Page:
A ‘Rolling shutter’ means that the image is captured in a rolling fashion down the image. Any movement during the capturing of the video frame will create distortion and loss of quality. This effect is made even worse when these HD cameras are used in motorsport due to the high speeds and vibration involved. It creates a ‘jello’ like effect which often
    ruins the video. We would therefore recommend that you steer clear of HD systems in motorsport until a reliable motorsport ‘Global shutter’ system has been developed. *Racelogic already launched HD Model ‘VBOX Video HD2’
    See this video ‘https://youtu.be/F_6c0AL_57E‘, which shows an example of the wobble effect on a rolling shutter. The rolling shutter is on the right, and you can see how the image is distorted (because the sensor scans from top to bottom). The Global shutter on the left does not suffer the same problem and creates higher quality, more reliable footage. The rolling shutter camera is a Sony NEX VG10 and the Global shutter image on the left is a prototype HD bullet camera currently in development.

    Video Format
    There are a number of standard definition formats: PAL (UK and Europe), NTSC (USA and Japan) and VGA (generic computer format). PAL is the highest resolution at 720 pixels by 576 pixels, followed by NTSC (720×480) and lastly VGA (640×480). With videos now being commonly viewed on computers, it is important to go for the highest resolution you can – with PAL videos also playable through any computer or TV setup.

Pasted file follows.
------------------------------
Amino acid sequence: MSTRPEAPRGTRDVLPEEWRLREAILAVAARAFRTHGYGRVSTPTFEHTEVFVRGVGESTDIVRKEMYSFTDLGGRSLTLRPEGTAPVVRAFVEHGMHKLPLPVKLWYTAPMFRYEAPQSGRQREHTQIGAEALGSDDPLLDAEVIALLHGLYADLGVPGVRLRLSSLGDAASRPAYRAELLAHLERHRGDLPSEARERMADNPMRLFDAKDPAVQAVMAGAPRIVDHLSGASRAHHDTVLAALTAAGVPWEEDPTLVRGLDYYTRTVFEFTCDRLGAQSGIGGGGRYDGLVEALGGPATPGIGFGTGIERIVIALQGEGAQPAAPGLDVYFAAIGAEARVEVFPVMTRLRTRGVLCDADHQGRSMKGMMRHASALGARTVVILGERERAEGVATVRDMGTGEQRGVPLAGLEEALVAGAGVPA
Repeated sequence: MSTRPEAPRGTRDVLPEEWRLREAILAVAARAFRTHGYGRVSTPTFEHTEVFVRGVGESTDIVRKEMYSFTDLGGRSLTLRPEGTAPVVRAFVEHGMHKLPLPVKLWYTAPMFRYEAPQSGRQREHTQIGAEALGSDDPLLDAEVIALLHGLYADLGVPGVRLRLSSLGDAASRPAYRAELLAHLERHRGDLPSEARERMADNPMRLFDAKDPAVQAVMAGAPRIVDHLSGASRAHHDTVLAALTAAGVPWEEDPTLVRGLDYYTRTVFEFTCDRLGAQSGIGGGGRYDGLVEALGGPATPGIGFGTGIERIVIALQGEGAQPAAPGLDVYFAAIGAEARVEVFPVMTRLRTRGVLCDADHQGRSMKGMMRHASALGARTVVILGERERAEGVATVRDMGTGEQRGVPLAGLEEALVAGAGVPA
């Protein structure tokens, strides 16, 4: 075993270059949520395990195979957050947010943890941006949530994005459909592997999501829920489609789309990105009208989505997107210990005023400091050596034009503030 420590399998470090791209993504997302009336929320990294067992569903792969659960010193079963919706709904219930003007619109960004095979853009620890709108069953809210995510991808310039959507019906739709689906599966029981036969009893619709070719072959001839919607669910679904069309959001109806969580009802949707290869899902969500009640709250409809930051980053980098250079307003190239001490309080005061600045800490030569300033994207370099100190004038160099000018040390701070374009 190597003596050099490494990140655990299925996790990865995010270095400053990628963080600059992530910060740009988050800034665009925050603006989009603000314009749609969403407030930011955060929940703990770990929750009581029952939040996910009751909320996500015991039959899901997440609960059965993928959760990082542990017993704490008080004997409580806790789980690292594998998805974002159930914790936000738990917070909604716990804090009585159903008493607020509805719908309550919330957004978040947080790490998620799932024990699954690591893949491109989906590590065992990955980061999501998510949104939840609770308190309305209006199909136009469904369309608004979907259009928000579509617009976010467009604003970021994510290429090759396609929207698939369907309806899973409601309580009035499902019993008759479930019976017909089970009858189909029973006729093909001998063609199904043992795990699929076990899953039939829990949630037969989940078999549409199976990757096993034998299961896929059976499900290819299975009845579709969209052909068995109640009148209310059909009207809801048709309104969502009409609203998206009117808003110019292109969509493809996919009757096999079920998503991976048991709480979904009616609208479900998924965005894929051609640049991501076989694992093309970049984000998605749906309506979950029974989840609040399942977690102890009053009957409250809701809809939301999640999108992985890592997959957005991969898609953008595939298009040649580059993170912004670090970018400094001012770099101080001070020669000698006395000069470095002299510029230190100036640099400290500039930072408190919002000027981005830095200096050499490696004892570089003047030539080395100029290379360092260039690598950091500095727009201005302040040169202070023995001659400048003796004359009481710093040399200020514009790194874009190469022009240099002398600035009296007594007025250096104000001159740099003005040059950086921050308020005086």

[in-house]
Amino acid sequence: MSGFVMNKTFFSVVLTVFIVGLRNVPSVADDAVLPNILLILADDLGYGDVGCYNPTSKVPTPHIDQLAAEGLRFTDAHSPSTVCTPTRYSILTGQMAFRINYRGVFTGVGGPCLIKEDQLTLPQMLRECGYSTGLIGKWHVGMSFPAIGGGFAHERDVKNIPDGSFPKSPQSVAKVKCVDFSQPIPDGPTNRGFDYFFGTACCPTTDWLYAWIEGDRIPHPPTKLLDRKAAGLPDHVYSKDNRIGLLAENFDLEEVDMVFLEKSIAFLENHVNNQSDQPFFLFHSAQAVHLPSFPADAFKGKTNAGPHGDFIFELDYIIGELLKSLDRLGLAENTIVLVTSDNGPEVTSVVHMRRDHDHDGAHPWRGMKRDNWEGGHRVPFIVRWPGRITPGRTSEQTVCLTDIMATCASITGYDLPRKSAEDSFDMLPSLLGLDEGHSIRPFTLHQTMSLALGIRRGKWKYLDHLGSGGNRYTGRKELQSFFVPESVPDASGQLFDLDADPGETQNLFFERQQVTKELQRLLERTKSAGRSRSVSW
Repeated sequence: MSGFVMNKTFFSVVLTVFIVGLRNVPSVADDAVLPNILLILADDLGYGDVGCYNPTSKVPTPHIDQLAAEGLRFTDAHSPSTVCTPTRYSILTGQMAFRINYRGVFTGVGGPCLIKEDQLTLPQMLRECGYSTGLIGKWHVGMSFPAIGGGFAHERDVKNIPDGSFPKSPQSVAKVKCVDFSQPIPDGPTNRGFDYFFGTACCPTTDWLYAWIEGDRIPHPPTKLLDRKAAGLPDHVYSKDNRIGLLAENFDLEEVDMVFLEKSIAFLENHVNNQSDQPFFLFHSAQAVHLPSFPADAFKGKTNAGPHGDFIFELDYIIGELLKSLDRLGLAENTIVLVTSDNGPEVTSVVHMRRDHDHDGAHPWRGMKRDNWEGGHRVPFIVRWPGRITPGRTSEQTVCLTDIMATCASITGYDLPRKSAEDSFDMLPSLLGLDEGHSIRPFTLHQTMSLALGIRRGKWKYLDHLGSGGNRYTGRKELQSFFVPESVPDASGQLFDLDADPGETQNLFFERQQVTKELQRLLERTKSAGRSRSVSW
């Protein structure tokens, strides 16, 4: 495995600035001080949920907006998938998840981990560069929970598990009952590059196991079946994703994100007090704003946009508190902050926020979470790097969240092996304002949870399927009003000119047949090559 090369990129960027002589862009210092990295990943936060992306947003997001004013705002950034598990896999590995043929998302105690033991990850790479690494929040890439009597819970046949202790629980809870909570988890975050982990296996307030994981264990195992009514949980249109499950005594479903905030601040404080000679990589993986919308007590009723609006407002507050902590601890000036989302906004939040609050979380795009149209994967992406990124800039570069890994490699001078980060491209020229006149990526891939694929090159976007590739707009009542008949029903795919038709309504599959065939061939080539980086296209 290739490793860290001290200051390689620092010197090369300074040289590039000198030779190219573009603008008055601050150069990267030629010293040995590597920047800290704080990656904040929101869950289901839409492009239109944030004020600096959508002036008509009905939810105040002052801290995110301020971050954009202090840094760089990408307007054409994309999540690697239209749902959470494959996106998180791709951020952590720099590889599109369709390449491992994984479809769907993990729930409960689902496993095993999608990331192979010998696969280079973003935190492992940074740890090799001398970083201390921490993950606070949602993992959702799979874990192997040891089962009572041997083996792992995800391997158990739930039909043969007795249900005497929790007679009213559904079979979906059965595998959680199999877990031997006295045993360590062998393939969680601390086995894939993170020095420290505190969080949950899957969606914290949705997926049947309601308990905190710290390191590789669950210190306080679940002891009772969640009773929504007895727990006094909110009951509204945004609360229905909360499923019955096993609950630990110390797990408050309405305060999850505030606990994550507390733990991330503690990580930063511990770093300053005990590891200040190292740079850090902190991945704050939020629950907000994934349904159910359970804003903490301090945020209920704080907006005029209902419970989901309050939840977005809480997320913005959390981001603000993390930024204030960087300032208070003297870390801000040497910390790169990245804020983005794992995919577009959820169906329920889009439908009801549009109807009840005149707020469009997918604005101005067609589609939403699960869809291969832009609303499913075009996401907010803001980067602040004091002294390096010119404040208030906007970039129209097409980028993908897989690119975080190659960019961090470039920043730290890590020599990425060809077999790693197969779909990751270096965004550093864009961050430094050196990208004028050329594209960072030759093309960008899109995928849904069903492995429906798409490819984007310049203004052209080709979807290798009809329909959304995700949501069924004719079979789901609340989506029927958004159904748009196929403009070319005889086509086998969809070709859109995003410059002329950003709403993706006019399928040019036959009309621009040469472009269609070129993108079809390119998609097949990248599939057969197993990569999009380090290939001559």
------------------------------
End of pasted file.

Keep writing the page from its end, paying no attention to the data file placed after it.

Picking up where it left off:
Camera Resolution
    The camera resolution is equally as important, with cheap cameras having fewer active pixels in the sensor and a lower signal bandwidth. Generally, the higher the number of ‘lines’ in the camera is, the better the quality. The best cameras have around 550-580 lines

    Picture in picture
    An important feature is a second camera or ‘Picture in picture’. The most obvious benefit of aiming a camera at the driver is to see their steering inputs and focal point (i.e. where they are looking), as these can be the differences between a quick driver and his team mate. The other benefit is to be able to see who is driving. If you have different drivers in the same car, it can be sometimes difficult to work out who was driving when.

    Racelogic’s answer
    High video quality has been built into Video VBOX’s design from its conception. MPEG-4 compression is used to gain the best balance between quality and bandwidth, using about half the storage space as MPEG-2 for the same quality of
    output. When considering a system, take a close look at its full resolution output. The high quality offered by Video VBOX is the reason why it is used in many high profile applications such as the BMW, Porsche and Audi driver training centres and the Australian GT Championship – all of whom have separately evaluated and chosen what they consider to be the best quality video system in the market.